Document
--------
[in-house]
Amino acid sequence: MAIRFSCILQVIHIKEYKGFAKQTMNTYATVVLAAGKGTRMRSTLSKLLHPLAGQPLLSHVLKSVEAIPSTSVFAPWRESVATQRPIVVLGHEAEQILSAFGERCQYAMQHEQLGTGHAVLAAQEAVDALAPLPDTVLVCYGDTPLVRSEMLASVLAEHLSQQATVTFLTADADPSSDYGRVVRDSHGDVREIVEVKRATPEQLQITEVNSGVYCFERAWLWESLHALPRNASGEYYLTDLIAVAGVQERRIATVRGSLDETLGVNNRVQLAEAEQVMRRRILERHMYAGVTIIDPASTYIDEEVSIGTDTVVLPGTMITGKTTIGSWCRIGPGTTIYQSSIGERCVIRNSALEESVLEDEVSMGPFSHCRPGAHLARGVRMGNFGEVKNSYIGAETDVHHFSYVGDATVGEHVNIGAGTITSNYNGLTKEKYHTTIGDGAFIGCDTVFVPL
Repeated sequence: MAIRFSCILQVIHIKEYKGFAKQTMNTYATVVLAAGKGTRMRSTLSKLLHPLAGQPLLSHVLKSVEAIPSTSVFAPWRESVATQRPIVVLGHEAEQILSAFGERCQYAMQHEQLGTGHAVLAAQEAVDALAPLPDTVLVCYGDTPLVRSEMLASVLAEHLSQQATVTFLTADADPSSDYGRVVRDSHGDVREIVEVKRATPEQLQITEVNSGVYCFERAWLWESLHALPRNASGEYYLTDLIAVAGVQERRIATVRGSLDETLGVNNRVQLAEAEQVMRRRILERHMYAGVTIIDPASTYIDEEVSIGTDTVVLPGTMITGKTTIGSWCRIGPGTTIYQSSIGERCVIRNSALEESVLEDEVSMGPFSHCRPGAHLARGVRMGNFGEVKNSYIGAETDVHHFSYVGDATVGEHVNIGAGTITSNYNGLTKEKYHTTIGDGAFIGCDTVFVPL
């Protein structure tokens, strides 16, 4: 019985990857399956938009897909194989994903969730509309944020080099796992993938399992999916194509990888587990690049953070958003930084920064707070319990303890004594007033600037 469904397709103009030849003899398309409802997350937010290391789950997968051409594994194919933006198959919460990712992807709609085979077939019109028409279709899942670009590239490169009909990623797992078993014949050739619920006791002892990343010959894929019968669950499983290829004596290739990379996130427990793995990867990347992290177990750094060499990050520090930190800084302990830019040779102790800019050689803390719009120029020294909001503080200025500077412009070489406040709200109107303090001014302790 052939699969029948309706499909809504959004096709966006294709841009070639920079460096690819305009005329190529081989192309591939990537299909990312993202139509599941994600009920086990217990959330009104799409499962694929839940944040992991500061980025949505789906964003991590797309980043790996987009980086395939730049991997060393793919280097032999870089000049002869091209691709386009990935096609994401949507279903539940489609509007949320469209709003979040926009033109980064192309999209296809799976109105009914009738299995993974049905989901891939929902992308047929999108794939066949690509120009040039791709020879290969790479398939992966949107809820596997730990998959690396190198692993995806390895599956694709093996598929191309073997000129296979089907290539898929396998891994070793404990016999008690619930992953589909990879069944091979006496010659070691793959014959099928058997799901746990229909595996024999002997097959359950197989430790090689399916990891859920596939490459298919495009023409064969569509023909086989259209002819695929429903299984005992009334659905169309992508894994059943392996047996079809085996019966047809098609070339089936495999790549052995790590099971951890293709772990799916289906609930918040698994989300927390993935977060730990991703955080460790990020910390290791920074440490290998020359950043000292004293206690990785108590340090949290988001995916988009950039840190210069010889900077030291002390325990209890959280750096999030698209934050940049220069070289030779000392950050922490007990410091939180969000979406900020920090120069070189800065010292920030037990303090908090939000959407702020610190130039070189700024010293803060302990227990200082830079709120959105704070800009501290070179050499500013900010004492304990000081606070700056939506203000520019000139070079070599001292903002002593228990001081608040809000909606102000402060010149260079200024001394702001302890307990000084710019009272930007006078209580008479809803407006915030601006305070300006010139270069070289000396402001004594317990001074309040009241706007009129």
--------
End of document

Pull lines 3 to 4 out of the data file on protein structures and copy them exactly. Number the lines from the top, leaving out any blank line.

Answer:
Repeated sequence: MAIRFSCILQVIHIKEYKGFAKQTMNTYATVVLAAGKGTRMRSTLSKLLHPLAGQPLLSHVLKSVEAIPSTSVFAPWRESVATQRPIVVLGHEAEQILSAFGERCQYAMQHEQLGTGHAVLAAQEAVDALAPLPDTVLVCYGDTPLVRSEMLASVLAEHLSQQATVTFLTADADPSSDYGRVVRDSHGDVREIVEVKRATPEQLQITEVNSGVYCFERAWLWESLHALPRNASGEYYLTDLIAVAGVQERRIATVRGSLDETLGVNNRVQLAEAEQVMRRRILERHMYAGVTIIDPASTYIDEEVSIGTDTVVLPGTMITGKTTIGSWCRIGPGTTIYQSSIGERCVIRNSALEESVLEDEVSMGPFSHCRPGAHLARGVRMGNFGEVKNSYIGAETDVHHFSYVGDATVGEHVNIGAGTITSNYNGLTKEKYHTTIGDGAFIGCDTVFVPL
């Protein structure tokens, strides 16, 4: 019985990857399956938009897909194989994903969730509309944020080099796992993938399992999916194509990888587990690049953070958003930084920064707070319990303890004594007033600037 469904397709103009030849003899398309409802997350937010290391789950997968051409594994194919933006198959919460990712992807709609085979077939019109028409279709899942670009590239490169009909990623797992078993014949050739619920006791002892990343010959894929019968669950499983290829004596290739990379996130427990793995990867990347992290177990750094060499990050520090930190800084302990830019040779102790800019050689803390719009120029020294909001503080200025500077412009070489406040709200109107303090001014302790 052939699969029948309706499909809504959004096709966006294709841009070639920079460096690819305009005329190529081989192309591939990537299909990312993202139509599941994600009920086990217990959330009104799409499962694929839940944040992991500061980025949505789906964003991590797309980043790996987009980086395939730049991997060393793919280097032999870089000049002869091209691709386009990935096609994401949507279903539940489609509007949320469209709003979040926009033109980064192309999209296809799976109105009914009738299995993974049905989901891939929902992308047929999108794939066949690509120009040039791709020879290969790479398939992966949107809820596997730990998959690396190198692993995806390895599956694709093996598929191309073997000129296979089907290539898929396998891994070793404990016999008690619930992953589909990879069944091979006496010659070691793959014959099928058997799901746990229909595996024999002997097959359950197989430790090689399916990891859920596939490459298919495009023409064969569509023909086989259209002819695929429903299984005992009334659905169309992508894994059943392996047996079809085996019966047809098609070339089936495999790549052995790590099971951890293709772990799916289906609930918040698994989300927390993935977060730990991703955080460790990020910390290791920074440490290998020359950043000292004293206690990785108590340090949290988001995916988009950039840190210069010889900077030291002390325990209890959280750096999030698209934050940049220069070289030779000392950050922490007990410091939180969000979406900020920090120069070189800065010292920030037990303090908090939000959407702020610190130039070189700024010293803060302990227990200082830079709120959105704070800009501290070179050499500013900010004492304990000081606070700056939506203000520019000139070079070599001292903002002593228990001081608040809000909606102000402060010149260079200024001394702001302890307990000084710019009272930007006078209580008479809803407006915030601006305070300006010139270069070289000396402001004594317990001074309040009241706007009129």